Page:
Monday, April 27, 2020

Baseball is Ready to Unite Us All

We’re now quickly approaching May 1, a time in which Major League Baseball originally was slated to resume for the 2020 season. COVID-19 has continued to disrupt those plans, and the lack of sports has become frustratingly difficult. However, when we do get resumption (and that remains inevitable), I can’t help but reflect on two big returns.

As things stand, we still have no idea when baseball will be back. The Coronavirus pandemic has dealt body blows to our country and around the world. Continuing efforts to react and respond to the situation has left resumption of what was once normal everyday life a complete secondary goal. That being said it seems that May will be a pivotal month for baseball.

Today Jeff Passan wrote about the return of Major League Baseball, some of the ideas in place, and most importantly that the reality is trending from an if to a when. May could be the month that lays groundwork for future answers. We’re still likely a ways from seeing plan put into action, but having actual blueprints drawn out is a very integral part of the process.

We have seen baseball halted before, not like this, but invoking similar feelings. There have been wars, tragedies, and events that have reach far beyond the diamond. When trying to anticipate what it may be like when we hear “Play ball!” again, I’m quickly drawn back to a pair of East Coast experiences.

If you think about the hurt that 9/11 brought to the country, there are few greater pains than a mass killing in the name of hatred. I was just 11 at the time, but I know when we further distanced from the actual event that September 21 night in Queens was a big one. Mike Piazza hit a home run to dead center that shook the entire nation. I’m not a New York fan and supporting either of the Major League franchises there will never happen. I do know however; the country needed that homer.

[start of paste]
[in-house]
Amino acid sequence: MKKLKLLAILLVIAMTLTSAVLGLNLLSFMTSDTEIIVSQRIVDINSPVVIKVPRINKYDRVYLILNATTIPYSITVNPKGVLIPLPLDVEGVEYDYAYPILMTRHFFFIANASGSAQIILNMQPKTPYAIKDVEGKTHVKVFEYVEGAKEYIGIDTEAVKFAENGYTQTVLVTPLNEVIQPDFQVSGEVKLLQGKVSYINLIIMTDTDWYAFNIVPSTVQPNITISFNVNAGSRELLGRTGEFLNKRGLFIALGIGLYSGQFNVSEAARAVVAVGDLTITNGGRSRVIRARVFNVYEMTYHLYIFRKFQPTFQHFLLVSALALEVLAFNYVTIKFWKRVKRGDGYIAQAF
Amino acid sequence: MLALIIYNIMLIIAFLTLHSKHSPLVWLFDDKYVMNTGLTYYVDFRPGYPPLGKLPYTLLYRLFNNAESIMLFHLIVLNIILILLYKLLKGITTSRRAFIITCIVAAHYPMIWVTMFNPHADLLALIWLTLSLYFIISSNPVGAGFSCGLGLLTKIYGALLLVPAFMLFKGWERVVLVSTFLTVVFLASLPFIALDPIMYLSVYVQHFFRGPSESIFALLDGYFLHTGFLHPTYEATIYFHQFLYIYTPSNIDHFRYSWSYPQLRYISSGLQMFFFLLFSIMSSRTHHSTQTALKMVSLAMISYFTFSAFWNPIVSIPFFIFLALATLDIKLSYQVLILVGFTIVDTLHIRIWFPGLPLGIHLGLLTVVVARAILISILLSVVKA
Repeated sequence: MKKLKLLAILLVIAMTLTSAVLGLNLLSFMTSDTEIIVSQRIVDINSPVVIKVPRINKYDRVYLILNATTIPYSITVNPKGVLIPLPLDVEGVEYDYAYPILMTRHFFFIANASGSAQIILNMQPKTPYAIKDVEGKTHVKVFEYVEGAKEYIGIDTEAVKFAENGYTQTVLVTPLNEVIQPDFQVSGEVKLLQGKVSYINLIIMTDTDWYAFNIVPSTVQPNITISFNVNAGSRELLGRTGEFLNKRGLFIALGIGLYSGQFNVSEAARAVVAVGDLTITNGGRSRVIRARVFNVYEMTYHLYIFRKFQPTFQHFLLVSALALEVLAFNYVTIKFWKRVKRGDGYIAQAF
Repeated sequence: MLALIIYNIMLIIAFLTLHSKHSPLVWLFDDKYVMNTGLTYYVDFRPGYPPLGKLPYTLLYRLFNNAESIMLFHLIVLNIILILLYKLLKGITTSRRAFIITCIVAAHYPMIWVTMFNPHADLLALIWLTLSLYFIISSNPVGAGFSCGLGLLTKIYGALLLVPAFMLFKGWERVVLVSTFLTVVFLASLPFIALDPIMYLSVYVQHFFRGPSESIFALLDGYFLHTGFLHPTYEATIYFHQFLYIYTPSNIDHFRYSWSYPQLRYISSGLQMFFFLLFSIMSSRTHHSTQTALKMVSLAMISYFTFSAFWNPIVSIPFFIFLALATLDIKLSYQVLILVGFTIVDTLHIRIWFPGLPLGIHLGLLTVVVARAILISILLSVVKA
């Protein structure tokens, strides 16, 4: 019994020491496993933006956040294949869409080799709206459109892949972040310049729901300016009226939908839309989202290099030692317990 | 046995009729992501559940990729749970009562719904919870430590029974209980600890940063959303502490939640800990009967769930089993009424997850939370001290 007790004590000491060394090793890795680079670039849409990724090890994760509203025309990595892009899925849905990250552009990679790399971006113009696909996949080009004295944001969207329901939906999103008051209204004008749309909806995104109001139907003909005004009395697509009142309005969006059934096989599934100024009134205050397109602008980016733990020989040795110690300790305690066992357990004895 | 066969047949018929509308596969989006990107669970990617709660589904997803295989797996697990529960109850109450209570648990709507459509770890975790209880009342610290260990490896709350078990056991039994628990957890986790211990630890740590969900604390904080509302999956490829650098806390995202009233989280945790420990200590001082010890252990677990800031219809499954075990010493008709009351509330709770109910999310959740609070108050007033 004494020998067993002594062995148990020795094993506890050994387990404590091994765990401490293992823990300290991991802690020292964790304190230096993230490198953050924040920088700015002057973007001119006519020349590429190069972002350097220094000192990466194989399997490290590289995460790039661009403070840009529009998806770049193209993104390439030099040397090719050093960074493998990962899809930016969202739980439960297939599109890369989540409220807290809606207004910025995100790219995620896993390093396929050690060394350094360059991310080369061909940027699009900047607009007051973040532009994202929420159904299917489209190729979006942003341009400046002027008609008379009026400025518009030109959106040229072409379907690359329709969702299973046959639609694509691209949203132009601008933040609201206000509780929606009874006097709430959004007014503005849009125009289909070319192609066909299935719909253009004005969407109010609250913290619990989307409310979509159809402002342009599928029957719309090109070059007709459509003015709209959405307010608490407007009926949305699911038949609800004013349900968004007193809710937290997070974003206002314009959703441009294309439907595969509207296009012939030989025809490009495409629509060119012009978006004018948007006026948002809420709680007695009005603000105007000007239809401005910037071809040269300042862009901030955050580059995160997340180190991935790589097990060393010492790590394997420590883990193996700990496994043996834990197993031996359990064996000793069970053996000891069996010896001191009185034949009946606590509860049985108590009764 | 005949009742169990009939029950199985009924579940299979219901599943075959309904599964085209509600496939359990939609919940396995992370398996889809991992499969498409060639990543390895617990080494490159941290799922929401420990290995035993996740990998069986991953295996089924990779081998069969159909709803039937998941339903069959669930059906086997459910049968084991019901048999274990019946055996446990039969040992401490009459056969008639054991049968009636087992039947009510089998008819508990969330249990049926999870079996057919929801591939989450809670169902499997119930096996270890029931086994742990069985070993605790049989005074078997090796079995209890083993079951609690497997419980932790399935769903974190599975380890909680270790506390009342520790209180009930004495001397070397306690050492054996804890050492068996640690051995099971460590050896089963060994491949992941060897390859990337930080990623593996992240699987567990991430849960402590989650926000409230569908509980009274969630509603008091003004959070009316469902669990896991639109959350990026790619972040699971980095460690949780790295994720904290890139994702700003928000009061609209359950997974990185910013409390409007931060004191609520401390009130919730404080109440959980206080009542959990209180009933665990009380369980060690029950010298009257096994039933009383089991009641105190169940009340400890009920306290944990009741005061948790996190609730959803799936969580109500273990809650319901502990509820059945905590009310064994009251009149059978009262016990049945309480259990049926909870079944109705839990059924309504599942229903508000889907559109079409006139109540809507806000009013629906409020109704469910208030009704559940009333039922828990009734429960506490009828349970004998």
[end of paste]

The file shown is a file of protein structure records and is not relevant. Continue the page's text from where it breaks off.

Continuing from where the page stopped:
Years later Boston was at the center of an attack. With bombs going off during one of the most prolific events in the world, not only did the Marathon come to a halt, but so too did a city. I remember tracking the news about a manhunt that had people shuttered in their homes and led to the eventual capture of a coward hiding in a boat. The surreal emotions brought on by the initial impact and days that followed were truly mind boggling.

When we had resumption of sport in the Massachusetts epicenter there he was, former Twins castoff David Ortiz. By this time Big Papi had become Boston. He was a fan favorite and will go down as one of the best hitters to ever play the game. After honoring all the brave men and women that vowed to keep the city safe, Ortiz did as he often does and gave us the “This is our f****** city” level of emotion.

I don’t think suggesting a worldwide pandemic is along the same lines of hatred these other two instances sought out to prove, but there’s a unifying factor when we experience something together. The nation, and world, are going through this same event in a very similar way. Sports provide a distraction that allow us to turn from everyday life, and we can come together through fandom that unites people from so many different backgrounds.

Give me flags flying, flyovers causing chills, and maybe the pop of the mitt bringing a tear to an eye. We likely won’t be in the ballparks to witness it, but baseball will be back, and we’ll all be better for it.